Also...everyone send good vibes to Anne, who debuts two more songs at the Jazz Factory in Louisville on Wednesday!

UPDATE: I've added the links to the CD's on the side of the page for posterity :)

Saturday, December 04, 2004

Thursday, December 02, 2004

News Roundup

I thought another news roundup from the newly-frosty North was in order.

Don't throw the Bab(ies) out with the Dishwater...
Anchorage has been following the tragic romance of J-1 and Aurora at the Alaska Sealife center. J-1 the 5 and 1/2 year old giant octopus was living a lonely life in a big tank at the center when Aurora washed up in Resurrection bay this spring. Aurora, abandoned by her family, was nursed back to health and there was great hope that perhaps Aurora and J-1 would "hit it off" -- J-1 was quite old, and noone knew if he was even interested at this point. When Aurora was introduced into his tank, suddenly he sprang to life, impressing her by changing colors multiple times. They soon mated, and then J-1 died a few months later. Aurora though, laid some eggs, but most thought that nothing much would come of it. However, as they were siphoning off water in the tank to clean out the eggs, an astute biologist realized that they were actually growing little octopi!!!

The Anchorage Film Festival

The Anchorage Film Festival is this weekend. Where else can you see Christmas in Spenard, Christina Applegate, strubbery, and accordion players (not in the same film of course)?

'Tis the Season...
Anyone can remember their favorite christmas special, but how many can you name on this list of the 10 Least Successful Christmas Specials of All Time?

Wednesday, December 01, 2004

Carnival of the Vanities

This week's Carnival of the Vanities #115 is really good. These come out every week and represent the best (and sometimes worst) that the blogosphere has to offer. While I can't vouch for all the articles listed, I did find the few I read interesting. Check it out.

Tuesday, November 30, 2004

Bleak day for cycling and northtoak breaks 100!

Today, the Phonak cycling team has been rejected for a Pro Tour license for next year. While after seeing how the UCI has handled the Hamilton scandal and other issues lately, it does seem like it was inevitable.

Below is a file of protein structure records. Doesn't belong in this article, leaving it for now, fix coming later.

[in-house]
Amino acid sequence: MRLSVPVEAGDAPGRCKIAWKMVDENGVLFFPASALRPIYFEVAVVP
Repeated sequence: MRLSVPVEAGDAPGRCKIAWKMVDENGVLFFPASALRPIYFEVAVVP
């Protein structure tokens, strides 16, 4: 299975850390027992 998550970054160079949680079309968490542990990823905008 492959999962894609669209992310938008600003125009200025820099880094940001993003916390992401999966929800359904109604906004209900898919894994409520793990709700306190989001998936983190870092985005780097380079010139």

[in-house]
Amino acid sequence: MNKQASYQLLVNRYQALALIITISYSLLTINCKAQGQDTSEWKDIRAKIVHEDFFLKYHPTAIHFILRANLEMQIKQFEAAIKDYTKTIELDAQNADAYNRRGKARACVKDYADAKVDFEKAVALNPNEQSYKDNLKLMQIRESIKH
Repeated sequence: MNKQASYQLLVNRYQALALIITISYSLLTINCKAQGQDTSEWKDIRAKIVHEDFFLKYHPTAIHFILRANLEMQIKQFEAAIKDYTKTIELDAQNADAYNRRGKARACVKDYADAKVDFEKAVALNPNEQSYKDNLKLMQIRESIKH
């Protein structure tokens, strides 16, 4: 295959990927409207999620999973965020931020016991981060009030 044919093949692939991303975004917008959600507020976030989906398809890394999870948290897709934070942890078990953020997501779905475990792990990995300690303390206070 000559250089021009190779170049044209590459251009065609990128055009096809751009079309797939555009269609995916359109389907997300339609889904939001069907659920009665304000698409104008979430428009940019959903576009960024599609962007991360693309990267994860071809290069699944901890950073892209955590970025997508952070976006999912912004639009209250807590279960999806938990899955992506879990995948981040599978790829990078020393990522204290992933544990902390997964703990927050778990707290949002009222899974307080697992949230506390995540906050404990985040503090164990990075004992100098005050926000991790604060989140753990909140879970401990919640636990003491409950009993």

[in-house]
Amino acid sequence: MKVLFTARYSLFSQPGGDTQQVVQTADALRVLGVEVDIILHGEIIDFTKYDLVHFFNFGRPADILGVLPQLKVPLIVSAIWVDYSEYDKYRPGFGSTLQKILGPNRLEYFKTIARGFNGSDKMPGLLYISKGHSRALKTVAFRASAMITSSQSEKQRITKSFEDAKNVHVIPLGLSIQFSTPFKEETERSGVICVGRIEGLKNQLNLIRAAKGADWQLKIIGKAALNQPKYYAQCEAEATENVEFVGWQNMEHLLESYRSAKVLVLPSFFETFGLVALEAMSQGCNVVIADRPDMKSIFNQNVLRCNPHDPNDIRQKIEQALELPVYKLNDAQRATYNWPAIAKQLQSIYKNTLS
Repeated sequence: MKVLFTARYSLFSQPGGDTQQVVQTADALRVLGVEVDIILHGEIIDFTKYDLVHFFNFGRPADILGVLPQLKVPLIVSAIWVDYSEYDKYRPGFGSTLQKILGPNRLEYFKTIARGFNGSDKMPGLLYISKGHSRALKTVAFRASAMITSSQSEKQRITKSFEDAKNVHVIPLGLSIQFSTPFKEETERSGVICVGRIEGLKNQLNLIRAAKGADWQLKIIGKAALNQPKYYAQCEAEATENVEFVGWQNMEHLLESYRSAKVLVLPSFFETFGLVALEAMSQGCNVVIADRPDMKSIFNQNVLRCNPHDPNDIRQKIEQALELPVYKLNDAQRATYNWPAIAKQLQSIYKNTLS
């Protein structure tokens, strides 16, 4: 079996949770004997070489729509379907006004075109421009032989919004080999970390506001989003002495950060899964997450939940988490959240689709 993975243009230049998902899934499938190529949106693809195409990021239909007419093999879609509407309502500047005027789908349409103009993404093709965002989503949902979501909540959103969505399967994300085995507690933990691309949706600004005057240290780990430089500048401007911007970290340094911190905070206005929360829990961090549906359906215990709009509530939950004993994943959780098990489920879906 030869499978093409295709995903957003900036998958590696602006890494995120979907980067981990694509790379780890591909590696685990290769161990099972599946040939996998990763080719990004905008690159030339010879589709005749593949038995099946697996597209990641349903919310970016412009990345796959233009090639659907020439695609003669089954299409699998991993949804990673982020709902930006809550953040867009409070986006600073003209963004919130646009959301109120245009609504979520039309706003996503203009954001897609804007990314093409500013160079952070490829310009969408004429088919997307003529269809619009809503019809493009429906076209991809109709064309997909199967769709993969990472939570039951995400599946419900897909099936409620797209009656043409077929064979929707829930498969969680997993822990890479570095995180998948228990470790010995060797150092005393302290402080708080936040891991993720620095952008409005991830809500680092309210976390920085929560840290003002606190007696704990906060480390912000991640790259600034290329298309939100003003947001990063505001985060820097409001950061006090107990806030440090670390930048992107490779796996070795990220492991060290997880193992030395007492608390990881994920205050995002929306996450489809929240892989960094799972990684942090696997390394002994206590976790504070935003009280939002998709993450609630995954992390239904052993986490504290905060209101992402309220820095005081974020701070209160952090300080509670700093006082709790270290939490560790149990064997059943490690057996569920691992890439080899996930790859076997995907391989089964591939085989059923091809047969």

While I can't for sure say that Tyler is innocent, I do believe that the UCI acted pretty immaturely in convicting Hamilton in the public arena and jerking around his team about licensing. UCI won't even disclose the official test results for review. The fact is, the team is serving as an example and the decision was made beforehand.

So I applaud the UCI for finding their example. I'm sure that Floyd Landis and the rest of the distraught Phonak team really appreciates it.

On a more positive note...

Today, the number of unique viewers of this log since 11/10 has been 100 people! How cool is that?

Monday, November 29, 2004

Weekend Thoughts

Some thoughts from this weekend:

Lori's Official Saturation Point for Basketball is...
..about four days, or ten games. At that point, all the games seem to look the same. You know, some guys running back and forth, every once in a while this is broken up by a foul of some sort or various media time outs. Saturation does not seem to be alleviated by eating different vendor foods, nor by sitting in another area of the arena. I think if we hadn't left before the Alabama/Minnesota game on Friday I would have combusted during the final "Are you ready to RUM-BULLL?" on Saturday night. By the way, the Huskies won over Alabama, and UAA miraculously beat High Point to take 7th out of 8th, which is a positive.

A few cool things that I hope I will remember:
- My favorite players, including Nate Robinson (short guy on Washington), Double-0 (big Honduran center for High Point), Bogut (7 footer at Utah State), and Severson-Severson (UAA guy who got his first shot at playing, his fan club shouted "severson-severson" every time he went across the field).
- After completely missing every shot possible for multiple prizes, Vito's auto sales gave the contestant another shot to win an antique Ford Mustang, which he made. I thought that was really nice.
- How the high schools gave up practice space, cheerleaders, entertainment, and pep bands to perform during the Shootout. What a great gesture of hospitality!

Next time though, we will probably only get a few session seats instead of the entire thing.

Do we REALLY need an apple that tastes like a grape? I guess someone thinks so. I for one, don't get it.

Is it Winter yet?
Despite all the winter storms in the lower 48, the weather here has been terribly warm. This weekend, we had highs in the 50s, melting practically all the snow. Then, on Sunday morning, we did get snow, but it was too warm. This makes a huge mushy mess in every parking lot. Our nordic ski lessons were cancelled today because here, in late Nov, there is not enough snow to ski on. What gives?

Thursday, November 25, 2004

For those of you looking for something challenging this Holiday Season...

Why not try to cook a Turducken?. That's a Chicken in a Duck in a Turkey.

In another stuffing nightmare, there is also a whole stuffed camel recipe.

Thanksgiving Pictures

For Thanksgiving, Frank and I celebrated by going to Mick's at the Inlet downtown. I'd heard that the restaurant was really good but not well known, and both of us were suprised at how good the meal was. We certainly will be going there again!

Afterwards, we decided to spend some time "sightseeing" since it was such a pretty day. Here are some of the pictures: